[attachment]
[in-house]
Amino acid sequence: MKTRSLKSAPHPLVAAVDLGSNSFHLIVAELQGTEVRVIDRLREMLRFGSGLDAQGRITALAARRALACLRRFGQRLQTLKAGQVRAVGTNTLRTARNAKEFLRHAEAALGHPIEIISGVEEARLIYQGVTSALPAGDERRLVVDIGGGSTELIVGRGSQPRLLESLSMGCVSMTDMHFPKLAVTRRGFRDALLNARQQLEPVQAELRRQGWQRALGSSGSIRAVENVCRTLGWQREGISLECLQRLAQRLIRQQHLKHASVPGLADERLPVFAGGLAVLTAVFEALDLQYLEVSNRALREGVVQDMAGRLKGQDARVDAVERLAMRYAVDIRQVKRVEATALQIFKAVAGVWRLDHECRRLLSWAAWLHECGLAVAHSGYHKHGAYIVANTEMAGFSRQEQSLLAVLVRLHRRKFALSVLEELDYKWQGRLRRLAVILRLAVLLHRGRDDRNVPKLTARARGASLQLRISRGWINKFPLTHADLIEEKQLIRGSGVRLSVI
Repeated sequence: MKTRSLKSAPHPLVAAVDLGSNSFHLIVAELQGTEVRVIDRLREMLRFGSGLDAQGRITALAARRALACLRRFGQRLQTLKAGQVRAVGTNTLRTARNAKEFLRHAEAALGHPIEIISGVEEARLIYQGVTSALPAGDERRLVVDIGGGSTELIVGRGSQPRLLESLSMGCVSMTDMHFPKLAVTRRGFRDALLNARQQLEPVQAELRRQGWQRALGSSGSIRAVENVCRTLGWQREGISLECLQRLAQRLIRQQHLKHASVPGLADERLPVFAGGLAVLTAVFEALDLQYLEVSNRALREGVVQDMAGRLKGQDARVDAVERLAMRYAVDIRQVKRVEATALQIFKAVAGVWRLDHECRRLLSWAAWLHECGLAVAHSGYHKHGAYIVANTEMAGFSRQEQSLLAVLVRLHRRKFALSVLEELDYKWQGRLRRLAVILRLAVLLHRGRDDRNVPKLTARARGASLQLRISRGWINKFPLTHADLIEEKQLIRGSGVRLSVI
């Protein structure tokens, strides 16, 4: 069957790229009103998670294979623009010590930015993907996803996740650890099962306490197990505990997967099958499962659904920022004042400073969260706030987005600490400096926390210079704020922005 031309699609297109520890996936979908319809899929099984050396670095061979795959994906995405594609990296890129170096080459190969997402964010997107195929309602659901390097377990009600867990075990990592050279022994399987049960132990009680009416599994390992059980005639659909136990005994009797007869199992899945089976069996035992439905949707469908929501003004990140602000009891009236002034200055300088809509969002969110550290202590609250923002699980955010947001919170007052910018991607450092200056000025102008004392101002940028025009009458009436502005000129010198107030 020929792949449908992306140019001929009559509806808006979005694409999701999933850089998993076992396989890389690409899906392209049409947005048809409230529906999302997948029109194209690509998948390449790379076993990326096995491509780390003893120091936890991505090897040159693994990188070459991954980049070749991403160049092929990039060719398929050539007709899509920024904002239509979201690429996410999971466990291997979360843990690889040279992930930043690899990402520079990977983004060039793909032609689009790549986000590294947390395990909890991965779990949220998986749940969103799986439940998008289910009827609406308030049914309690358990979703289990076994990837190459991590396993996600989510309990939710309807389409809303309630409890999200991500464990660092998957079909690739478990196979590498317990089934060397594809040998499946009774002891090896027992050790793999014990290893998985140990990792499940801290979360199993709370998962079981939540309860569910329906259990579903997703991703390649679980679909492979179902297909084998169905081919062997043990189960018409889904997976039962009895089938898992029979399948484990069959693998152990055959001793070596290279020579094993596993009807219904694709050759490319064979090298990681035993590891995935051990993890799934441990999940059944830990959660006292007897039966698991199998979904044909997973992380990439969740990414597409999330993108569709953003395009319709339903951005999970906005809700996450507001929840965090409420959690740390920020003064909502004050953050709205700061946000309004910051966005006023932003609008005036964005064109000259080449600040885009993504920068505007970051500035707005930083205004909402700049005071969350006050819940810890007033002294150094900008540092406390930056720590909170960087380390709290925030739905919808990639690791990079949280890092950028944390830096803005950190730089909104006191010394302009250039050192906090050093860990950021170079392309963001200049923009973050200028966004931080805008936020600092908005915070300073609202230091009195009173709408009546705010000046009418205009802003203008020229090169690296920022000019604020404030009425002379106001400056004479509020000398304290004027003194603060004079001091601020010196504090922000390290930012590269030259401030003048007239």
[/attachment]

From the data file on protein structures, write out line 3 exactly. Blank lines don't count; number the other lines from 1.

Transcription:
Repeated sequence: MKTRSLKSAPHPLVAAVDLGSNSFHLIVAELQGTEVRVIDRLREMLRFGSGLDAQGRITALAARRALACLRRFGQRLQTLKAGQVRAVGTNTLRTARNAKEFLRHAEAALGHPIEIISGVEEARLIYQGVTSALPAGDERRLVVDIGGGSTELIVGRGSQPRLLESLSMGCVSMTDMHFPKLAVTRRGFRDALLNARQQLEPVQAELRRQGWQRALGSSGSIRAVENVCRTLGWQREGISLECLQRLAQRLIRQQHLKHASVPGLADERLPVFAGGLAVLTAVFEALDLQYLEVSNRALREGVVQDMAGRLKGQDARVDAVERLAMRYAVDIRQVKRVEATALQIFKAVAGVWRLDHECRRLLSWAAWLHECGLAVAHSGYHKHGAYIVANTEMAGFSRQEQSLLAVLVRLHRRKFALSVLEELDYKWQGRLRRLAVILRLAVLLHRGRDDRNVPKLTARARGASLQLRISRGWINKFPLTHADLIEEKQLIRGSGVRLSVI